Alcohol abuse, obesity, and the use of systemic therapies instead of biologics were all linked with poor response among individuals with psoriasis.
Patients who abuse alcohol are more likely to have a poor response to psoriasis therapy, according to a new study. The report suggests that lifestyle intervention may be an important part of treatment for some patients with psoriasis.
Writing in the British Journal of Dermatology, the authors explained that psoriasis causes a number of direct and indirect consequences in patients. In addition to the physical discomfort, patients can suffer psychological and social difficulties, which the authors said can contribute to anxiety and depression, and sometimes alcohol abuse.
Patients who are overweight are known to have a poor response to psoriasis therapy, but the investigators said other potential factors are less well understood. They said before their current study, there were no known studies looking at the role of alcohol abuse in treatment response.
The study cohort of 266 patients was recruited from 35 dermatology center across England. About half of whom were prescribed a biologic (n = 134) and the remainder were taking a conventional systemic therapy (n = 132). They authors used the Psoriasis Area and Severity Index (PASI) to assess baseline psoriasis status and response to therapy, as well as the Cut down, Annoyed, Guilty, and Eye-opener (CAGE) questionnaire to screen patients for alcohol abuse. The results of the 2 assessments were then compared to determine the effect, if any, of alcohol abuse on treatment success.
“Our results demonstrate that alcohol abuse is associated with poor response to treatment,” the authors wrote.
Specifically, the investigators found that a higher CAGE score, a proxy for alcohol abuse, predicted a poor response to treatment (regression coefficient, 1.40; 95% CI, 0.04-2.77). Obesity (regression coefficient, 1.84; 95% CI, 0.48-3.20) and taking a systemic therapy (regression coefficient, 4.39; 95% CI, 2.84-5.95) were also associated with poor response. Having a higher baseline PASI was associated with a better treatment response (regression coefficient, –0.83; 95% CI, –0.92 to –0.74). Overall, the median PASI score fell from 13 to 3 over the course of the study, which had a median follow-up of 7 months.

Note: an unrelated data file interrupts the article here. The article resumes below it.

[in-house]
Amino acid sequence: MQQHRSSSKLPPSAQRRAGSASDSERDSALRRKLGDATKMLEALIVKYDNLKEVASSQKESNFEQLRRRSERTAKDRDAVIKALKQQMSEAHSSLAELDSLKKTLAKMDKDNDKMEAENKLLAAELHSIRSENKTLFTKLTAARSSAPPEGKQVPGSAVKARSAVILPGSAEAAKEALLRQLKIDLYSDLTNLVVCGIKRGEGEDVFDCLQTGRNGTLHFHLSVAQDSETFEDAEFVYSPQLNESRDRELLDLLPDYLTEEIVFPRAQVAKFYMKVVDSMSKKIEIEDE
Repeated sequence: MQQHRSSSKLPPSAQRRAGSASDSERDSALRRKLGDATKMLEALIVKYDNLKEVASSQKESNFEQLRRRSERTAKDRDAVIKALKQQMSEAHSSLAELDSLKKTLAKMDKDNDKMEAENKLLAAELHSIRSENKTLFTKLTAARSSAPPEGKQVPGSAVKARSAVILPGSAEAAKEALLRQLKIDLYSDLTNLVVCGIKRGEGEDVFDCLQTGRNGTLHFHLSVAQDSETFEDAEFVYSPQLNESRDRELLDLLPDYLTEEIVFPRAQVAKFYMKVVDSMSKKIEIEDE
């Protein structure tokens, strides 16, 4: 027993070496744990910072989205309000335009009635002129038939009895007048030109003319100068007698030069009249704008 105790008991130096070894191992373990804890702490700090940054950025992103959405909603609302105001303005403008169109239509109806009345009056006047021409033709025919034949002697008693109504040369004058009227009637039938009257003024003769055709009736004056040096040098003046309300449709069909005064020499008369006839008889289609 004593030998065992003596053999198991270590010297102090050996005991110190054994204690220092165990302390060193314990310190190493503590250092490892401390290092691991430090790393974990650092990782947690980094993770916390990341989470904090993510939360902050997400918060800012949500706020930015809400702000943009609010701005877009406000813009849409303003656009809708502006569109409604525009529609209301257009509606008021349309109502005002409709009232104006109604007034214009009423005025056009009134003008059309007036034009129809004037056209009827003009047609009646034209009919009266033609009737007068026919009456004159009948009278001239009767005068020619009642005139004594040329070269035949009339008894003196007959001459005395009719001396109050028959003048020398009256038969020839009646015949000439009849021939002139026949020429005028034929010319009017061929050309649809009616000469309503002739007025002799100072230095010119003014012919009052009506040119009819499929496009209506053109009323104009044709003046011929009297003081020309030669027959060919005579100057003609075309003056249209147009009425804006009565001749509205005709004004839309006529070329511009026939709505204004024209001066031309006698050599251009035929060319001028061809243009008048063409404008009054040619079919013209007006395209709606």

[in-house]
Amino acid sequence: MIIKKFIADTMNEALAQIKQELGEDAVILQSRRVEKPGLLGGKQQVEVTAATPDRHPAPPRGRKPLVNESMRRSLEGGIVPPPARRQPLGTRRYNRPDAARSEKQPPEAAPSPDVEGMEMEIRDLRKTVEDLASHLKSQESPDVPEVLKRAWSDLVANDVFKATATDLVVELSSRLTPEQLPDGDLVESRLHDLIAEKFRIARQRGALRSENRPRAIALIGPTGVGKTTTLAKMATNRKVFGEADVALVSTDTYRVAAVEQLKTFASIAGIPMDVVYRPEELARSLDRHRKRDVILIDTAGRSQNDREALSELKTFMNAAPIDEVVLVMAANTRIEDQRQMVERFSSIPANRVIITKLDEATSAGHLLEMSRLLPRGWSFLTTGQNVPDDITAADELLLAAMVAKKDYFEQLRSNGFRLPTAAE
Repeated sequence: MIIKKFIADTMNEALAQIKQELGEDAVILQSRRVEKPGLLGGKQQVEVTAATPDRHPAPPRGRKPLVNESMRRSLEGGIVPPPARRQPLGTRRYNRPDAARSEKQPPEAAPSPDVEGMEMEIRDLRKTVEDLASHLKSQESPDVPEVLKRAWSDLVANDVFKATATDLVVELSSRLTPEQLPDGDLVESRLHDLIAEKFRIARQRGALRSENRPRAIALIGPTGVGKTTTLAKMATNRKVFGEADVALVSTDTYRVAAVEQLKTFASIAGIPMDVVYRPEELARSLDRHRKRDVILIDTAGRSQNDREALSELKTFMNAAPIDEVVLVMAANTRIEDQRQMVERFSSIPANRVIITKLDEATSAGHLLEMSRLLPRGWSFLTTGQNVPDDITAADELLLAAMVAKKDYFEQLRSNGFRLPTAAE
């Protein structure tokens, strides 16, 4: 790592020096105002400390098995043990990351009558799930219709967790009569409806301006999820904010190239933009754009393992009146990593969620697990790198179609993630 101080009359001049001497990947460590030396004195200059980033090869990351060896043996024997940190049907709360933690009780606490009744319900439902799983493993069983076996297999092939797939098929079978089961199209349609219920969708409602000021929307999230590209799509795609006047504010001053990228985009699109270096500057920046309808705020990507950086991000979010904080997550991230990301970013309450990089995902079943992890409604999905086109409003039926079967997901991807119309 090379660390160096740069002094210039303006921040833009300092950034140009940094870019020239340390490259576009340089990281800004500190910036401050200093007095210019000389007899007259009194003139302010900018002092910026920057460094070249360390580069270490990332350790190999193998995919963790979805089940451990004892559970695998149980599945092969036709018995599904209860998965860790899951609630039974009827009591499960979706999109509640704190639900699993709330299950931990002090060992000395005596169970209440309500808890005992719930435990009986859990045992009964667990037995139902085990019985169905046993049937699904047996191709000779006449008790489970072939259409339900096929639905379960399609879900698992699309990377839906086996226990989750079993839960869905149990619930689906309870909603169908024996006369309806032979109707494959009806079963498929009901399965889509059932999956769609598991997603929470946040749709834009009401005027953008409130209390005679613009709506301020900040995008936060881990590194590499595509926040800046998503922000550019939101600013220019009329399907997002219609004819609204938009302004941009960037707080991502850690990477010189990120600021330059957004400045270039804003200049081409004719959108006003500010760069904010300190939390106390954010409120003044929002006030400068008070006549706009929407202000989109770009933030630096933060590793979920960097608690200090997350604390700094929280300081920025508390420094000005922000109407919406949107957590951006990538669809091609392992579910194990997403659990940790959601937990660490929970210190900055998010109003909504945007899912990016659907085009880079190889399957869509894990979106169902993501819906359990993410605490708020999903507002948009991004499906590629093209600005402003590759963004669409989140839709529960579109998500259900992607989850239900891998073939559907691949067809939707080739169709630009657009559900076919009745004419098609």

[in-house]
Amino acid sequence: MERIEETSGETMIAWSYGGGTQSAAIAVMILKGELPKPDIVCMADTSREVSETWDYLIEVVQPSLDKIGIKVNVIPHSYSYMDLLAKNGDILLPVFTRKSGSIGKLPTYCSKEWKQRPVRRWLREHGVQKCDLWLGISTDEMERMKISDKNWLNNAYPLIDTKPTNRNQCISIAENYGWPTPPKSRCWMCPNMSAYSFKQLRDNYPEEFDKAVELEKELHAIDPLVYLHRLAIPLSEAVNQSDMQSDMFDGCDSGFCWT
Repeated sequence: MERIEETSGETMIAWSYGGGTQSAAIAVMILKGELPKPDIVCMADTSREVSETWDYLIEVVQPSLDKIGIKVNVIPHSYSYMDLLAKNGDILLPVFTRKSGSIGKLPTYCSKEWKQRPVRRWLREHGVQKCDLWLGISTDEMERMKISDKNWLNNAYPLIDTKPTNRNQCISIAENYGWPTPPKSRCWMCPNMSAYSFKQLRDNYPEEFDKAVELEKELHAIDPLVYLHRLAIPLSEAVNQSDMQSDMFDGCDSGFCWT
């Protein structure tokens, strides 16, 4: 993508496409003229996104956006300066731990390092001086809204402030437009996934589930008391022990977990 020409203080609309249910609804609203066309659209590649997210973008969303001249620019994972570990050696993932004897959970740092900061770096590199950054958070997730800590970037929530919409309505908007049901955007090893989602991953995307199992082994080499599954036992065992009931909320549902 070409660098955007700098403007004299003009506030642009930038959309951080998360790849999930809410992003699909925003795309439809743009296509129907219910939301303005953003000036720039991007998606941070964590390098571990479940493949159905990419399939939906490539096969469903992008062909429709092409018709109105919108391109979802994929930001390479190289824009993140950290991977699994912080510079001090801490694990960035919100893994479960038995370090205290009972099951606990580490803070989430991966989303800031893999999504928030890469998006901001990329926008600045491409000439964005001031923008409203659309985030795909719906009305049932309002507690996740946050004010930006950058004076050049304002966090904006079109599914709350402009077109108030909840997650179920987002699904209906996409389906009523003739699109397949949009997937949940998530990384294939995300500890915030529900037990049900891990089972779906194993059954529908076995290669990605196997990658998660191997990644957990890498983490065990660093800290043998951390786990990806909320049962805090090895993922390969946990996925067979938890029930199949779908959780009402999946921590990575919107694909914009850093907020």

The investigators said they would like to see if their findings can be replicated independently in a larger study, but that they still offer considerable insights for clinicians.
“The economic, social, and health consequences of alcohol abuse are considerable,” they said. “Excessive alcohol may worsen the disease, has implications for treatment, and increases the risk of dying in people with psoriasis, on average 3 years younger, compared with peers of the same age and sex in the general population.”
Clinicians should discuss alcohol use with their patients, they added, as well as the negative implications of alcohol abuse with regard to psoriasis treatment. Also, physicians should also be on the lookout for medication nonadherence.
“More than 15% of patients in this study were classified as nonadherent,” they wrote, citing concerns about adverse events as a key factor driving nonadherence.
Interventions such as brief messages and reminders can help keep patients on course, they added. The good news, they concluded, is that factors like alcohol abuse and obesity can be modified.
“Routine screening and identification, using simple screening tools, can be used to detect early signs of hazardous, harmful, and dependent alcohol consumption, which could be implemented in health care settings to detect alcohol abuse among people with psoriasis,” they wrote.
Iskandar IYK, Lunt M, Thorneloe RJ, Cordingley L, Griffiths CEM, Ashcroft DM. Alcohol abuse associated with poor response to systemic therapies for psoriasis: findings from a prospective multicentre cohort study. Br J Dermatol. Published online June 14, 2021. doi:10.1111/bjd.20577